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in defence of martin amis

Martin Amis is one of those writers you just love to hate. Hailed as the bard of butch, Amis is frequently skewered by the media. They attack his writing and label him greedy and egotistical. His most recent novel Lionel Asbo was savaged by critics with one particularly grumpy reviewer from the New York Observer simply proclaiming that “Lionel Asbo is a bad book”. Others were more eloquent but just as unforgiving. The New York Times found it “weary” and “pallid” while the Guardian felt it was “persistently wrong in jarring ways”.

And it’s not just the media that have it in for Amis. Fellow literary figures have also waved pitchforks in his direction. Julian Barnes, winner of the 2011 Man Booker Prize, famously fell out with the author after Amis dumped his long-time agent Pat Kavanagh (Barnes’s wife). Even Amis’s own father, Kingsley Amis, wasn’t always a fan. In letters to old pal Philip Larkin, Kingsley refers to Martin as “lazy Martin”, “Savage little Mart” and, my personal favourite, “little shit”. But if anyone can turn “little shit” into a compliment it’s Martin Amis.

Oh and did I mention that I’ve met the man himself? Yep shameless name drop. Me and Mart, we’re besties. Our conversation went something like this:

Amis – “What’s your name?”
Me – “Coco.”
Amis – “There’s a character in this book [The Rachel Papers] called Coco.”
Me – “Oh really, that’s great, yeah cool.”
Amis – “She’s a cock-tease.”
Me – “Wonderful…yeah cool.”

As you can see we have a beautiful friendship. I could write pages and pages about my mate Mart but for the moment I’ll just outline my top three Amis novels.

The first is The Rachel Papers (1973). Written when Amis was in his early twenties, the novel is wonderfully brutal and witty. It perfectly captures the appetites, anxieties and obsessions of that mysterious, misunderstood creature, the teenage boy. The protagonist Charles Highway is vain, pompous and inconsiderate — pretty much your run-of-the-mill douche bag. He spends the majority of the novel meticulously planning his sexual conquests. After setting his sights on the upper-class Rachel, Charles develops a file on her which includes everything from her bra size to a step-by-step guide to getting her knickers off. Needless to say Charles is a real little shit.

After The Rachel Papers I suggest you try old Mart’s second novel Dead Babies (1975) which is a grotesque variation of the P.G. Wodehouse or Jane Austen country house novel. Warning: it is not for the faint hearted. Imagine if American Psycho’s Patrick Bateman, Jeeves and Bertie Wooster, and a dwarf all walked into a bar. That’s Dead Babies for you. I won’t give away the plot. All I’ll say is that Amis’s characters are disgusting. Fascinating but disgusting.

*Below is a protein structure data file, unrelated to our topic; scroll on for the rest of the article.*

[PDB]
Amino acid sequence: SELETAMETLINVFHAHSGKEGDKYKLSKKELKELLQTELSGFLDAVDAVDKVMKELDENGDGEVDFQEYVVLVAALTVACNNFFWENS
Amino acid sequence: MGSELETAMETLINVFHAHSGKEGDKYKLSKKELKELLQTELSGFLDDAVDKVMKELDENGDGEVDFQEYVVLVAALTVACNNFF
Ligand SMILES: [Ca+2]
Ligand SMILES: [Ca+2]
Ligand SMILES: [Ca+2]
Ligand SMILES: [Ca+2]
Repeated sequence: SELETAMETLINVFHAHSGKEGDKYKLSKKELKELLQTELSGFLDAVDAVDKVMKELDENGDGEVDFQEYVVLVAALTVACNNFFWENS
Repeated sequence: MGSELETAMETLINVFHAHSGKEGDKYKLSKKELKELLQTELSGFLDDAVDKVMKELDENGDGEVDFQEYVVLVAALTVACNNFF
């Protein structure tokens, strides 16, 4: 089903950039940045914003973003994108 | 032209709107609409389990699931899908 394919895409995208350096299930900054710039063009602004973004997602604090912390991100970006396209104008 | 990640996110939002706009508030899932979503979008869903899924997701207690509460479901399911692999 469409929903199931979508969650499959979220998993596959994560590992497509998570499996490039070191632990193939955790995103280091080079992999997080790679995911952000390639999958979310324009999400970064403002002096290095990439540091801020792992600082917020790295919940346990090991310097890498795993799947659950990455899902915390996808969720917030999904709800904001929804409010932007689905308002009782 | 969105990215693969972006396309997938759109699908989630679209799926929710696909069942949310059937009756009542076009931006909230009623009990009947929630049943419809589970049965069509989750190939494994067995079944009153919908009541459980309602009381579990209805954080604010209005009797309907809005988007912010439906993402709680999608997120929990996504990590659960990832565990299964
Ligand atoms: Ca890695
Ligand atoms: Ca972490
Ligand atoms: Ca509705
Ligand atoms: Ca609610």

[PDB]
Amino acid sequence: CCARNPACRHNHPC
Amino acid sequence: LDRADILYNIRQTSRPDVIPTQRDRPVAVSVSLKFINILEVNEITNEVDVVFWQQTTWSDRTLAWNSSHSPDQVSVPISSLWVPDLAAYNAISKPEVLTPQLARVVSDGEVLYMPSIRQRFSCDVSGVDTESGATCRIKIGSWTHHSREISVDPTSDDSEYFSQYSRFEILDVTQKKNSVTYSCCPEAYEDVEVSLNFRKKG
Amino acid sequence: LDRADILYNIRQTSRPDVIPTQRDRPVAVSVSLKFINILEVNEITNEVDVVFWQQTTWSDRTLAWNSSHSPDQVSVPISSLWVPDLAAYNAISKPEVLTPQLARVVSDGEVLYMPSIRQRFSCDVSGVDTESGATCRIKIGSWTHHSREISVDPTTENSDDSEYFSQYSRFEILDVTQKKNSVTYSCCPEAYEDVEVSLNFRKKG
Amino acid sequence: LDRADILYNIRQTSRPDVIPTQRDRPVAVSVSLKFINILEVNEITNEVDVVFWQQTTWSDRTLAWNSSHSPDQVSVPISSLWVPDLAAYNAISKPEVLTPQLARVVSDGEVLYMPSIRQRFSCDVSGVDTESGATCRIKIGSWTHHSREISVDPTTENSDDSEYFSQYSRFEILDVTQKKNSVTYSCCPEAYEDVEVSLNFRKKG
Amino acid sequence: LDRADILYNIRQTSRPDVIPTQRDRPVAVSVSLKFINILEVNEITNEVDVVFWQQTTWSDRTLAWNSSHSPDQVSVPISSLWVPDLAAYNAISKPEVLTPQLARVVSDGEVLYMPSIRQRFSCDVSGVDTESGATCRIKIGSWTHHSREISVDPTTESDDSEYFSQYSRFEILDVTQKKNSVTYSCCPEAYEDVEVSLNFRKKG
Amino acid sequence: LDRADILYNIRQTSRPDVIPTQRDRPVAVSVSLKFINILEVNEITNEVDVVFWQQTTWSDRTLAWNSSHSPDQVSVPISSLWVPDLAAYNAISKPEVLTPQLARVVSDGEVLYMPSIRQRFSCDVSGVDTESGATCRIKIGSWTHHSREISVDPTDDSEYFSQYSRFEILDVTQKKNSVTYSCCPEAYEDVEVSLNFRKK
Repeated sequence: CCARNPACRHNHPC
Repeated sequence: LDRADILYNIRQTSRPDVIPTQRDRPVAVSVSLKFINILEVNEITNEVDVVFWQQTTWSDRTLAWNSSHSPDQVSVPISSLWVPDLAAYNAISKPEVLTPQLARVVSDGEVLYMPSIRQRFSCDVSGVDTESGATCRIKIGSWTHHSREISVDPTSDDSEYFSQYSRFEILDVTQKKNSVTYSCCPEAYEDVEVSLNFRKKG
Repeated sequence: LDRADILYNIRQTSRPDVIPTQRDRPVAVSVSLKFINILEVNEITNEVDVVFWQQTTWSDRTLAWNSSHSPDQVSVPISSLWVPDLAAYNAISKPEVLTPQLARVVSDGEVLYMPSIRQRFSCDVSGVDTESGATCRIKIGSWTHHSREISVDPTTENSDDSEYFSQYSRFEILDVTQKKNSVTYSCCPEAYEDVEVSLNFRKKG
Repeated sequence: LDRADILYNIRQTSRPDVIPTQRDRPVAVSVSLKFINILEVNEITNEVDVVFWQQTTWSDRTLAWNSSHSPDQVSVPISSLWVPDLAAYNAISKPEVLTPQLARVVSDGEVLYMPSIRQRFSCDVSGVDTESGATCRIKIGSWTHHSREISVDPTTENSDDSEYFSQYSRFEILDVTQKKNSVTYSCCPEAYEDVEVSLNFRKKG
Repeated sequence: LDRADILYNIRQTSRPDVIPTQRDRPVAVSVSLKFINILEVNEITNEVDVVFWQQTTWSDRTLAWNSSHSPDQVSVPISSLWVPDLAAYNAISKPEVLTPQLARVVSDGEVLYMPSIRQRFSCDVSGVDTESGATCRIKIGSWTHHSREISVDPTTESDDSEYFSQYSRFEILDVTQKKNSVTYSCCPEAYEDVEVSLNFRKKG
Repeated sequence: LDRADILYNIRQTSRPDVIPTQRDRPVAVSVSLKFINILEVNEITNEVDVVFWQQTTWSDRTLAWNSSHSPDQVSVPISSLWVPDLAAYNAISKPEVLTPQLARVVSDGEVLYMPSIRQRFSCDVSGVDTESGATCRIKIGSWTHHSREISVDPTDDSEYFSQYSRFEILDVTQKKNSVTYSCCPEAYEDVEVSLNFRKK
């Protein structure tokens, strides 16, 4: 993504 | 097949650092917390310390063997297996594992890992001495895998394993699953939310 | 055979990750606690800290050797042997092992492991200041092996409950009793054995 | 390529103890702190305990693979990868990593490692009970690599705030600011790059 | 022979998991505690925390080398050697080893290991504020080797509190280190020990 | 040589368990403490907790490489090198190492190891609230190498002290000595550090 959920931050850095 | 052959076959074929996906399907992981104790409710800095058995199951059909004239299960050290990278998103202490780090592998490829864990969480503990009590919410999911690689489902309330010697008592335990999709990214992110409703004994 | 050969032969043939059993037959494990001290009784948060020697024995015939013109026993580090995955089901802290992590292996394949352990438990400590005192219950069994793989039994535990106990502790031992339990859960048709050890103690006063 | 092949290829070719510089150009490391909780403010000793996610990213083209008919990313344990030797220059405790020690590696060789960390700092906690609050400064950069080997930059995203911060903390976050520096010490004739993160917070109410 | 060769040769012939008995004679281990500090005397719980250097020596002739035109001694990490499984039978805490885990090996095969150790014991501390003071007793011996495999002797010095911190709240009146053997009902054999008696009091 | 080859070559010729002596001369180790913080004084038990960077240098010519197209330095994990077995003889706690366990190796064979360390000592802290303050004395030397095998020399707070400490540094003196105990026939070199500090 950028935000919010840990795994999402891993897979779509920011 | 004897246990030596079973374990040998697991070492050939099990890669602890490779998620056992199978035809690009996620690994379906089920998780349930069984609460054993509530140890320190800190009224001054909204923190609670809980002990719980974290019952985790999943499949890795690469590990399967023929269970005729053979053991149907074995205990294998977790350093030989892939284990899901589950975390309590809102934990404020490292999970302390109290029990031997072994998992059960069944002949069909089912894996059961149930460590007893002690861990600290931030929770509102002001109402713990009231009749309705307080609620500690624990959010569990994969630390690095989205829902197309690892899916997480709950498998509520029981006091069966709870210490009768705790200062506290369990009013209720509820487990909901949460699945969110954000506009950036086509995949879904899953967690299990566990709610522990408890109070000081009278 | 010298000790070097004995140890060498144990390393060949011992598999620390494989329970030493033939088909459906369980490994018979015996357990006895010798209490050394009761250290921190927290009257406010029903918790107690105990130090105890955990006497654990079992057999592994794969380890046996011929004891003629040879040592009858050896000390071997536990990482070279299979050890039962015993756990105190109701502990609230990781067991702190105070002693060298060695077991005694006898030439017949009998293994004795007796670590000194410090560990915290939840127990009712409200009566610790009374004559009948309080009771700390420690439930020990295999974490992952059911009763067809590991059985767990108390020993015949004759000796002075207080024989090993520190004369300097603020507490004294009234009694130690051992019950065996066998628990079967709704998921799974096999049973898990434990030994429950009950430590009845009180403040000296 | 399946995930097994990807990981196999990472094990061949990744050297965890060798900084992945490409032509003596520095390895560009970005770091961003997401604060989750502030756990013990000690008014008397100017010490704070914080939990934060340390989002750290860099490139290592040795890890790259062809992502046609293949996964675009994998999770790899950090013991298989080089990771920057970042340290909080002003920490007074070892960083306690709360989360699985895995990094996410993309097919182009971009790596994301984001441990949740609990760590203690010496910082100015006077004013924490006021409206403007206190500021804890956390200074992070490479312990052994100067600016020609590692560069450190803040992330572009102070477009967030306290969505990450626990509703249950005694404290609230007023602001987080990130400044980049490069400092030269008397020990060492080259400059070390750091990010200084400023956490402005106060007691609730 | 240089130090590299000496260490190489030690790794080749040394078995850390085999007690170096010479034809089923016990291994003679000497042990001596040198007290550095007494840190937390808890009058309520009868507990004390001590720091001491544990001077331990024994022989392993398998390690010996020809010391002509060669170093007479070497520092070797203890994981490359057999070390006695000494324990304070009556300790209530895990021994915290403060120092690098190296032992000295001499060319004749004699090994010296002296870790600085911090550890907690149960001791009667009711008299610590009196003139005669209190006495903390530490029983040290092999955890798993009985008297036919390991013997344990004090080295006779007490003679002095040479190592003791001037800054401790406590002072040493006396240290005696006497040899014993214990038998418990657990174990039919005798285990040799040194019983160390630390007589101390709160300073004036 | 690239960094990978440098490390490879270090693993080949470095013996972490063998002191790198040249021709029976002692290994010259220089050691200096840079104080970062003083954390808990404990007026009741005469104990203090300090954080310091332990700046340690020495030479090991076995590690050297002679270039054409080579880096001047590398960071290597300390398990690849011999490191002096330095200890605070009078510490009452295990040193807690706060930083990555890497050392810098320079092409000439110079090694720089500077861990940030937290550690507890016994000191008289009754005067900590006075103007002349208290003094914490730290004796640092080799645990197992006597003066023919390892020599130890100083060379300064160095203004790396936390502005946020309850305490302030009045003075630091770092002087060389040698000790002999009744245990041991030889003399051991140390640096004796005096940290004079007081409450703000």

Next comes one of Amis’s recent literary offerings, The Pregnant Widow (2010). Set in an Italian castle in 1970, the novel follows the romantic intrigues of a group of young men and women as they struggle to navigate the new terrain of sexual emancipation and free-love. Keith Nearing, the protagonist, is a hyper-conscious student of English literature and aspiring poet. He is accompanied by his girlfriend Lily and her friend, the amply-bosomed goddess with the fabled name of Scheherazade. Keith promptly develops an obsession with Scheherazade and hilarity ensues. Over the course of the summer, the castle also plays host to a variety of hedonistic interlopers including Rita, the champion of free-love, and Gloria, the enigmatic seductress who is nicknamed “Junglebum” thanks to her enormous backside.

While The Pregnant Widow lacks the panache of The Rachel Papers it is a much easier (and less vomit-inducing) read than Dead Babies.

Of course before you read any Martin Amis you will need to ask yourself one question: are you a tits or an arse man/woman? This question, crude as it may seem, is important when approaching the Amis oeuvre. After all it wouldn’t be a true Amis novel if it didn’t include a long discussion about how big tits should be (“like the upper bit of those dessert glasses . . . Just full enough to have a touch of heaviness”), or an off-hand comment about a woman’s arse (“her arse formed a . . . whatever you like – an arse-shaped semi-circle above the heels of her boots”).

Leaving aside the body parts for one second, Amis is a truly great wordsmith whatever the critics may say. Sure, sometimes he misses the mark with his novels and sometimes he’s a little shit. What of it? He’s a writer and writers are allowed to be little shits. At least that’s what I tell my family and friends when I’m being extra annoying.

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